The Electronic Measuring Instruments industry has been a hot Tech momentum play for some time. This company is a key part of that. You might want to be careful here. Shorts can pounce at any moment.
Key Global Macro—
The 74th session of the U.N.’s General Assembly commences this week, beginning Tuesday.
Lower level U.S.-China trade talks and any signals provided remain a critical issue for traders.
On Monday, purchasing managers’ indices (PMIs) will be released for September at the Eurozone aggregate level — as well as for Germany and France.
After plunging over 2018, the Eurozone composite PMI has spent 2019 moving largely sideways at just above the 50 threshold. This indicates slow economic growth.
These are not just sentiment surveys. They tend to correlate reasonably well with actual GDP growth. By corollary, we may have seen the worst for Eurozone GDP growth at a trough of +0.2% q/q in seasonally adjusted and non-annualized terms.
On Tuesday, the U.S. Conference Board’s consumer confidence data for September comes out. Consensus has 133, after a prior 135 print.
The influential German IFO indexes come out.
The Reserve Bank of New Zealand is unanimously expected to hold its official cash rate at 1.0% on Tuesday evening.
On Wednesday, Mexico’s unemployment rate comes out. It has been a low 3.7%. We get a fresh print, just in front of a Banxico decision the next day.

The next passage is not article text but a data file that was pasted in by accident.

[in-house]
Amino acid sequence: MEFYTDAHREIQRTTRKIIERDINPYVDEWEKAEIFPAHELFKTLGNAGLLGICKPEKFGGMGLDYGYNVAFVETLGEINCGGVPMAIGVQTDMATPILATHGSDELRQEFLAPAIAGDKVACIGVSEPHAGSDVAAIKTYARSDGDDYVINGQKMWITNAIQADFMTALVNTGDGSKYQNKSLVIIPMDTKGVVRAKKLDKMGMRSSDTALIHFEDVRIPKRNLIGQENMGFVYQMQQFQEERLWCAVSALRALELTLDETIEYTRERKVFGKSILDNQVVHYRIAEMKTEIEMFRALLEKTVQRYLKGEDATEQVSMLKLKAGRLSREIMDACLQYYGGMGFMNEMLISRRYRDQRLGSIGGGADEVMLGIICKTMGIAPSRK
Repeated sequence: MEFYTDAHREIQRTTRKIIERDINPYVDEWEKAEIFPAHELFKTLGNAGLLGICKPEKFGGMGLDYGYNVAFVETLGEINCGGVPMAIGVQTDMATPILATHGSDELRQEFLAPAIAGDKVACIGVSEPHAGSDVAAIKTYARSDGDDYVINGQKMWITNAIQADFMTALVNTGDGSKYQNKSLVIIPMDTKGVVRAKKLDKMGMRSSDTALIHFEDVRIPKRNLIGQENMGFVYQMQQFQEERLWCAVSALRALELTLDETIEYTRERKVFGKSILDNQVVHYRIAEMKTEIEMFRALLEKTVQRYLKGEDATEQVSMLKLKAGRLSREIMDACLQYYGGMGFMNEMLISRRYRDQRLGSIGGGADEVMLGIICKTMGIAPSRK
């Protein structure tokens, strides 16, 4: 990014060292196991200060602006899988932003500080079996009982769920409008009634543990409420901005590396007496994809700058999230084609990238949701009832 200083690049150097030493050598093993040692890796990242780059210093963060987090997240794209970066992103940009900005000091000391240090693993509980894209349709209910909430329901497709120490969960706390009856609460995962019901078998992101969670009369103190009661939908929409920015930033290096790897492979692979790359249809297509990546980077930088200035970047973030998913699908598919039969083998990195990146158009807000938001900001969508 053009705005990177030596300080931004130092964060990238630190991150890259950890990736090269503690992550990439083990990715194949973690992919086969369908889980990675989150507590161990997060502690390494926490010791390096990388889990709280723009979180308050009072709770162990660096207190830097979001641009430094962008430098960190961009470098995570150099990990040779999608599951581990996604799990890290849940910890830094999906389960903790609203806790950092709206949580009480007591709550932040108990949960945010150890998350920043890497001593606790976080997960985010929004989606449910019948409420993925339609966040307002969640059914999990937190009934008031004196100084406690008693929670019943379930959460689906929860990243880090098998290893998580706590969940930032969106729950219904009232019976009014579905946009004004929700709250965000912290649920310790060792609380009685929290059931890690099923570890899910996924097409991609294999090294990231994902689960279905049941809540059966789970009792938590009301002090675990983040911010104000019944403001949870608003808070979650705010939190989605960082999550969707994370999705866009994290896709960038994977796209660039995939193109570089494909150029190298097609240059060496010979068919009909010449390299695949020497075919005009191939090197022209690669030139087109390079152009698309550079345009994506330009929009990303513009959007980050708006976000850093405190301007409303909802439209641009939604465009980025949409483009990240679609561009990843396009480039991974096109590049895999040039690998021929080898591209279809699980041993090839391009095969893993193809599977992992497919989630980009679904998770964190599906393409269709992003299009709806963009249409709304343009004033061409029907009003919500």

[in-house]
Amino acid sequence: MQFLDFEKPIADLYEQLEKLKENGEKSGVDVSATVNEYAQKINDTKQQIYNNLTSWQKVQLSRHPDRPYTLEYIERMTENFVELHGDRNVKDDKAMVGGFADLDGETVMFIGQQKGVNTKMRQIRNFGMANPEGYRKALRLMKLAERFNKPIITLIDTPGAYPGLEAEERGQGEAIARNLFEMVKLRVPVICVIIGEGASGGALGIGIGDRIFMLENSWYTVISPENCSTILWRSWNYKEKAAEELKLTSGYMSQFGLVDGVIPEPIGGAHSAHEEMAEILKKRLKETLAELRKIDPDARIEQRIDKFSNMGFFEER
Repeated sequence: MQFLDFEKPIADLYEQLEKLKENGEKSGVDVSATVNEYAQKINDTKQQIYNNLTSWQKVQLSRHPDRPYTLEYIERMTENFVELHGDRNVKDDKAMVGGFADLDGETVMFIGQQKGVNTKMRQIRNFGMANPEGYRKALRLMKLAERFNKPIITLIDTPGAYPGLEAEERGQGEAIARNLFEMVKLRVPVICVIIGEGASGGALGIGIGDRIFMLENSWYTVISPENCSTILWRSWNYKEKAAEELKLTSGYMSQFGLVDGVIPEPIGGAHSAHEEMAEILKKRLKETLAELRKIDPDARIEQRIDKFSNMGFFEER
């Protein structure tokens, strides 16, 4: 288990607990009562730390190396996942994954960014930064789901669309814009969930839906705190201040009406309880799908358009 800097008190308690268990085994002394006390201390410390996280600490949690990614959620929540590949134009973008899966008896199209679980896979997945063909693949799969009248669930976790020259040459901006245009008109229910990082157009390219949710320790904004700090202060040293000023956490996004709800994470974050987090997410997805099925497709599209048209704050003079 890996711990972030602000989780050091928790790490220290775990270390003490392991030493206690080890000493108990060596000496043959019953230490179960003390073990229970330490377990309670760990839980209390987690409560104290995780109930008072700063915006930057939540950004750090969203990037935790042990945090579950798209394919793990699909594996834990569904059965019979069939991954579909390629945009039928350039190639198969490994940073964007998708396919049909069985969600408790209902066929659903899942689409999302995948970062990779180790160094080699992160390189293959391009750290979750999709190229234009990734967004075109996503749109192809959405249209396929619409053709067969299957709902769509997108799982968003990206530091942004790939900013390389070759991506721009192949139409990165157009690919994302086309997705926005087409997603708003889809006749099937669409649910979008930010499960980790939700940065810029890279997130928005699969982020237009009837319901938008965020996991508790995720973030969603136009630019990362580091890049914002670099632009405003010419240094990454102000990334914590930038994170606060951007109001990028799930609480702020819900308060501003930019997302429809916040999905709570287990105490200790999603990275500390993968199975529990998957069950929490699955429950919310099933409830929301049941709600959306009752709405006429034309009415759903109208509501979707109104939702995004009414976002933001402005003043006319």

U.S. New Home Sales come out, along with mortgage applications. I doubt there is much new refinancing after the recent Fed rate cut.
On Thursday, a third and final print of Q2 U.S. GDP comes out. This +2.0% or so data won’t move markets.
Mexico’s GDP growth is struggling. Banxico is widely expected to cut its policy rate by 25 basis points. There is a nearly unanimous consensus, with over a 90% OIS market probability of a cut.
On Friday, U.S. Personal Consumption Expenditure (PCE) data comes out. This is the Fed’s preferred inflation gauge. The main risk concerns an expected rise in the price deflator for consumer expenditures excluding food and energy (known as core PCE).
- From +1.6% y/y in July, the broad reading could climb to +1.8% and thus make further progress toward the Fed’s +2.0% inflation target.
- In turn, core PCE inflation bottomed at +1.46% y/y in May and rose to +1.58% in July. If expectations come through for an August bounce, this would be a fairly sudden rebound. It would also help to close the unusually large gap between core CPI inflation and core PCE inflation.
Total U.S. consumer spending, income growth and the saving rate during August also come out. Of secondary importance is the expectation that consumer spending should follow retail sales higher in the context of improved income growth that might stabilize the saving rate following its decline from a peak of 8.8% in February to 7.7% in July.